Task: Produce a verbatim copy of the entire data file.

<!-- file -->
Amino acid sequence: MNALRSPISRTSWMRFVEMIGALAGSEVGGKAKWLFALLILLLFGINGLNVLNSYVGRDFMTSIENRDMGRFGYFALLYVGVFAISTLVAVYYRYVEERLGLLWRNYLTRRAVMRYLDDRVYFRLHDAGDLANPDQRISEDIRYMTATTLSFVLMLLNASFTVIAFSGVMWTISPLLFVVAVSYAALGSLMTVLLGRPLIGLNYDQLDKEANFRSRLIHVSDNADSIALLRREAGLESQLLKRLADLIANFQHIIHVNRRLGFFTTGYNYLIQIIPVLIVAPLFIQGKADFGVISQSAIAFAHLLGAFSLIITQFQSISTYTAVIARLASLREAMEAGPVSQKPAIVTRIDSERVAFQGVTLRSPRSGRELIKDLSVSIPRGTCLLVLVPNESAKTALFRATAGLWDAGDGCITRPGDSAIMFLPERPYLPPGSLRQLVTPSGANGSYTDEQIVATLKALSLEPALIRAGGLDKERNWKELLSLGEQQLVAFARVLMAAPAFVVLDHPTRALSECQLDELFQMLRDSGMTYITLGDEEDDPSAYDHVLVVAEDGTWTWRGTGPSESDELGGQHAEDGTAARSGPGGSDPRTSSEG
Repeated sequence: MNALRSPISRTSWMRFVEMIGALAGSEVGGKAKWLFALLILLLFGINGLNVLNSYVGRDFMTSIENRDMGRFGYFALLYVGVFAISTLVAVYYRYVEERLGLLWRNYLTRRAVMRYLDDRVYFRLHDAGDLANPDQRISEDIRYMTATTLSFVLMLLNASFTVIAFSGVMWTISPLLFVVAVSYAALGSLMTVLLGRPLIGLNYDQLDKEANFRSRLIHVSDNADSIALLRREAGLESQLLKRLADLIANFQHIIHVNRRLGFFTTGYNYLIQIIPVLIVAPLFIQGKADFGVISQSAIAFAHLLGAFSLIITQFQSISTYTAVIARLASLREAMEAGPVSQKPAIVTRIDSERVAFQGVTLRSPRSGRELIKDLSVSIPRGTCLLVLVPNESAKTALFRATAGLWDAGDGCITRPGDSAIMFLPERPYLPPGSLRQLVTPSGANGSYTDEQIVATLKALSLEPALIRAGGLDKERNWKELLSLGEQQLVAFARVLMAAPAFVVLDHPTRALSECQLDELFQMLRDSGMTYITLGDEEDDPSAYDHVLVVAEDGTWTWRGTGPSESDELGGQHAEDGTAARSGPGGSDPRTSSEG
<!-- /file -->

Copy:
Amino acid sequence: MNALRSPISRTSWMRFVEMIGALAGSEVGGKAKWLFALLILLLFGINGLNVLNSYVGRDFMTSIENRDMGRFGYFALLYVGVFAISTLVAVYYRYVEERLGLLWRNYLTRRAVMRYLDDRVYFRLHDAGDLANPDQRISEDIRYMTATTLSFVLMLLNASFTVIAFSGVMWTISPLLFVVAVSYAALGSLMTVLLGRPLIGLNYDQLDKEANFRSRLIHVSDNADSIALLRREAGLESQLLKRLADLIANFQHIIHVNRRLGFFTTGYNYLIQIIPVLIVAPLFIQGKADFGVISQSAIAFAHLLGAFSLIITQFQSISTYTAVIARLASLREAMEAGPVSQKPAIVTRIDSERVAFQGVTLRSPRSGRELIKDLSVSIPRGTCLLVLVPNESAKTALFRATAGLWDAGDGCITRPGDSAIMFLPERPYLPPGSLRQLVTPSGANGSYTDEQIVATLKALSLEPALIRAGGLDKERNWKELLSLGEQQLVAFARVLMAAPAFVVLDHPTRALSECQLDELFQMLRDSGMTYITLGDEEDDPSAYDHVLVVAEDGTWTWRGTGPSESDELGGQHAEDGTAARSGPGGSDPRTSSEG
Repeated sequence: MNALRSPISRTSWMRFVEMIGALAGSEVGGKAKWLFALLILLLFGINGLNVLNSYVGRDFMTSIENRDMGRFGYFALLYVGVFAISTLVAVYYRYVEERLGLLWRNYLTRRAVMRYLDDRVYFRLHDAGDLANPDQRISEDIRYMTATTLSFVLMLLNASFTVIAFSGVMWTISPLLFVVAVSYAALGSLMTVLLGRPLIGLNYDQLDKEANFRSRLIHVSDNADSIALLRREAGLESQLLKRLADLIANFQHIIHVNRRLGFFTTGYNYLIQIIPVLIVAPLFIQGKADFGVISQSAIAFAHLLGAFSLIITQFQSISTYTAVIARLASLREAMEAGPVSQKPAIVTRIDSERVAFQGVTLRSPRSGRELIKDLSVSIPRGTCLLVLVPNESAKTALFRATAGLWDAGDGCITRPGDSAIMFLPERPYLPPGSLRQLVTPSGANGSYTDEQIVATLKALSLEPALIRAGGLDKERNWKELLSLGEQQLVAFARVLMAAPAFVVLDHPTRALSECQLDELFQMLRDSGMTYITLGDEEDDPSAYDHVLVVAEDGTWTWRGTGPSESDELGGQHAEDGTAARSGPGGSDPRTSSEG